I also find it perplexing ICANN has ignored United States Department of Justice, Antitrust Division advice.

    ICANN is doing exactly OPPOSITE what DOJ recommended. ICANN is directly facilitating harm on a captive base of users.

    Anyone concerned about ICANN’s actions should read this letter very carefully:

    https://www.icann.org/en/system/files/files/baker-to-dengate-thrush-18dec08-en.pdf

    Quite extraordinary how much DOJ got right back in 2008.

    — The creation of additional gTLDs is unlikely to constrain the exercise of market power by existing TLDs

    — Competition from new gTLD created is not likely to prevent the exercise of market power by new or existing TLD registries.

    — The Division makes two specific recommendations. First, ICANN’s general approach to new gTLDs should be revised to give greater consideration to consumer interest. ICANN should move carefully weigh potential consumers harms against potential consumer benefits before adding new gTLDs and renewing new gTLD registry agreements. Second, the RFP process and proposed registry agreement should include provisions that would enable ICANN to constrain new registry operators from exercising market power. In particular, ICANN should establish competitive mechanism for authorizing new gTLDs and renewal of gTLD registry agreements whereby prospective gTLD operators would compete for gTLDs by proposing registry terms – including MAXIMUM FEE SCHEDULES – that would provide consumer benefits. (emphasis added)

    — Many registrants do not perceive .com and other gTLD’s and country code TLD’s to be substitutes.

    — The proposed registry agreement does not include any price caps that would limit the ability of new gTLD registry operators to charge the highest possible prices for domain in the new gTLDs. Similarly, the proposed agreement does not include any restrictions against price discrimination, building and tying.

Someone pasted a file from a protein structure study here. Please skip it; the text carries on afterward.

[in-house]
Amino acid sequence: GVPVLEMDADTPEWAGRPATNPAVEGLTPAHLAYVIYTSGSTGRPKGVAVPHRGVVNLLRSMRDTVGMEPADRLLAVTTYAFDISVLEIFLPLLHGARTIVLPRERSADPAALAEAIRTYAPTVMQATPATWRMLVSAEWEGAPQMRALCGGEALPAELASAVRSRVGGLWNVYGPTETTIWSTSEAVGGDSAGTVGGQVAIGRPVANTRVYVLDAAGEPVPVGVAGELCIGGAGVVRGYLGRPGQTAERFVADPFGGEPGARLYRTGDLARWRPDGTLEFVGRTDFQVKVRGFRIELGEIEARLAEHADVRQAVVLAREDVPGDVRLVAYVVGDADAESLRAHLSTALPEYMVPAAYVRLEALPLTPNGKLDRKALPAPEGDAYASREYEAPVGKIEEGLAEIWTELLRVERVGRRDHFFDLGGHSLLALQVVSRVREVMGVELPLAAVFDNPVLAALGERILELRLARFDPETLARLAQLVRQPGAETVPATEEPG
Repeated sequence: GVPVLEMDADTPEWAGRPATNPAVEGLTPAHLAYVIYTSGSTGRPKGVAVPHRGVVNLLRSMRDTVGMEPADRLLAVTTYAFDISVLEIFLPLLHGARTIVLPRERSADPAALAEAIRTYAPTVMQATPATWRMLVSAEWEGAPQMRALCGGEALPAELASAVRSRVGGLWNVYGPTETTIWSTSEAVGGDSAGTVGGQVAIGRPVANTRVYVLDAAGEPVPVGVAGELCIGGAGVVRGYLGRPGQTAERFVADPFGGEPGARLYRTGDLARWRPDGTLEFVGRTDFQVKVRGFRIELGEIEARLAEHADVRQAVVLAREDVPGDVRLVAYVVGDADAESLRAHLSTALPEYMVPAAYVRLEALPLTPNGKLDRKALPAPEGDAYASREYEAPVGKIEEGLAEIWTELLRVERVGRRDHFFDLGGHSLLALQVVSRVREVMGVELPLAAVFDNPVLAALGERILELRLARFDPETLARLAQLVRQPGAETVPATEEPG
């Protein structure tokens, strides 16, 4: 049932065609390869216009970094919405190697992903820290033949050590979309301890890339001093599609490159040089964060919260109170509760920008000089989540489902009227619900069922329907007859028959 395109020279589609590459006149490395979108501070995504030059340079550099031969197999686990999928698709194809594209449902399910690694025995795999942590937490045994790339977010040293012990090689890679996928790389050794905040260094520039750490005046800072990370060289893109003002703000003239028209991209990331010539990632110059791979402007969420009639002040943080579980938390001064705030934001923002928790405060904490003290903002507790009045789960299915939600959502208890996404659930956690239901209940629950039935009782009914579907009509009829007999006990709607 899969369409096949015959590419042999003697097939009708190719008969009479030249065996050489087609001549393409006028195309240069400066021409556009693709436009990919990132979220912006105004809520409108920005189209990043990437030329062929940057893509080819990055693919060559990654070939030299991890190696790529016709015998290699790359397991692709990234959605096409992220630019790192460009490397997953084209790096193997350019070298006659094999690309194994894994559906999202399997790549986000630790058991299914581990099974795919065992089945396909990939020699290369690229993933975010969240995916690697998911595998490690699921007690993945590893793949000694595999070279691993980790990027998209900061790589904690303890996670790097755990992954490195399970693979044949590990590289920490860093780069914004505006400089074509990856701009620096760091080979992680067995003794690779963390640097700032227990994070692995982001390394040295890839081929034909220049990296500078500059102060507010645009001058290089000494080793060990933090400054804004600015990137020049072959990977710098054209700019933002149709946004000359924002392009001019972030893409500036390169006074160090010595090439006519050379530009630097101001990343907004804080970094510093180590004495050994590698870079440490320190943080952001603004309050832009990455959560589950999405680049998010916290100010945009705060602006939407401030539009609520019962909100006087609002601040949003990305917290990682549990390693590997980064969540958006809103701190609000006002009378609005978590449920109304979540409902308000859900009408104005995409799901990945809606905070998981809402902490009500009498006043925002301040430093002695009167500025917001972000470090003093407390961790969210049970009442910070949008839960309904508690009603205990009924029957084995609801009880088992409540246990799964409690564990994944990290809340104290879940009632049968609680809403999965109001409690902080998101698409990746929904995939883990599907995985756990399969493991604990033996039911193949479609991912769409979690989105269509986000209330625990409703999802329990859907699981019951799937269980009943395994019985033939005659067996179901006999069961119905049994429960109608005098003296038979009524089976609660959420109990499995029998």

— The proposed registry agreement also allows for the perpetual renewal of every new gTLD registry without regard to competitive effects or consumer-based objections.

    — ICANN’s request for bids should expressly call for bids to specify an internal maximum price that would be charged by the operator for domain registrations, as well as limitations on price increases over time.

    — ICANN should require competitive bidding for renewal of a gTLD registry agreement, rather than granting the incumbent operator a perpetual right to renew without competition.

    — Experience with the .net TLD and other gTLDs have showed that competitive bidding in the award of gTLD registry agreements, and periodic rebidding, has served as an effective tool for managing the interest of registrants in gTLDs.

    — Indeed, competitive bidding has resulted in lower domain prices and higher operating specifications than what ICANN has achieved through non-competitive negotiations.

    — In particular, competitive bidding prompts bidders to propose and accept registry improvements, higher operating standards, and lower registration fees to win the contract.

    The following two lines sum it up quite well:

    — ICANN’s approach to TLD management demonstrates that it has adopted an ineffective approach with respect to its obligation to promote competition at the registry level.

    — To date, we believe that ICANN has not come close to fulfilling its obligations to employ competitive principles in its management of TLD registry operations.